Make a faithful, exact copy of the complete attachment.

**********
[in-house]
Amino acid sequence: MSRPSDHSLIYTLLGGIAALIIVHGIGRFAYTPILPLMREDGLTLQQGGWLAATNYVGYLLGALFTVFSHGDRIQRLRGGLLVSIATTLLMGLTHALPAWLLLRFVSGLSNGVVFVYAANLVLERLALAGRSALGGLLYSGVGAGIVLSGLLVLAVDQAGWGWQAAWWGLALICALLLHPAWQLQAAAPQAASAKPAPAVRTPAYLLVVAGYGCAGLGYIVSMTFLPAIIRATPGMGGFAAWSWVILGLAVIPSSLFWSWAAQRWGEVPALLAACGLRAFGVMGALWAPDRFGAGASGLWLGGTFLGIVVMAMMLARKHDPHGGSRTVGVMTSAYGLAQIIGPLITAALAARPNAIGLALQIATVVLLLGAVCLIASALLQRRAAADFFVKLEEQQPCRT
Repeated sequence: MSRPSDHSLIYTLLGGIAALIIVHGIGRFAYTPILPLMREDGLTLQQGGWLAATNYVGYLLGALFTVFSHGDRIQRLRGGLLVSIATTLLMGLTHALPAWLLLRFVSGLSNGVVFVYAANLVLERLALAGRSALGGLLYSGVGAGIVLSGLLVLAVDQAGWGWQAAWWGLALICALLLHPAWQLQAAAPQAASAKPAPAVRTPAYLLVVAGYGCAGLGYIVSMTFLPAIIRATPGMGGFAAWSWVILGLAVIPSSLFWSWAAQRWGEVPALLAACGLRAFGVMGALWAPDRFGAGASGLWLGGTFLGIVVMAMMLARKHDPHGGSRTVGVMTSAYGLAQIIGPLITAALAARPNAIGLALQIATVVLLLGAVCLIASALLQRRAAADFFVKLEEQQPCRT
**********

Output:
[in-house]
Amino acid sequence: MSRPSDHSLIYTLLGGIAALIIVHGIGRFAYTPILPLMREDGLTLQQGGWLAATNYVGYLLGALFTVFSHGDRIQRLRGGLLVSIATTLLMGLTHALPAWLLLRFVSGLSNGVVFVYAANLVLERLALAGRSALGGLLYSGVGAGIVLSGLLVLAVDQAGWGWQAAWWGLALICALLLHPAWQLQAAAPQAASAKPAPAVRTPAYLLVVAGYGCAGLGYIVSMTFLPAIIRATPGMGGFAAWSWVILGLAVIPSSLFWSWAAQRWGEVPALLAACGLRAFGVMGALWAPDRFGAGASGLWLGGTFLGIVVMAMMLARKHDPHGGSRTVGVMTSAYGLAQIIGPLITAALAARPNAIGLALQIATVVLLLGAVCLIASALLQRRAAADFFVKLEEQQPCRT
Repeated sequence: MSRPSDHSLIYTLLGGIAALIIVHGIGRFAYTPILPLMREDGLTLQQGGWLAATNYVGYLLGALFTVFSHGDRIQRLRGGLLVSIATTLLMGLTHALPAWLLLRFVSGLSNGVVFVYAANLVLERLALAGRSALGGLLYSGVGAGIVLSGLLVLAVDQAGWGWQAAWWGLALICALLLHPAWQLQAAAPQAASAKPAPAVRTPAYLLVVAGYGCAGLGYIVSMTFLPAIIRATPGMGGFAAWSWVILGLAVIPSSLFWSWAAQRWGEVPALLAACGLRAFGVMGALWAPDRFGAGASGLWLGGTFLGIVVMAMMLARKHDPHGGSRTVGVMTSAYGLAQIIGPLITAALAARPNAIGLALQIATVVLLLGAVCLIASALLQRRAAADFFVKLEEQQPCRT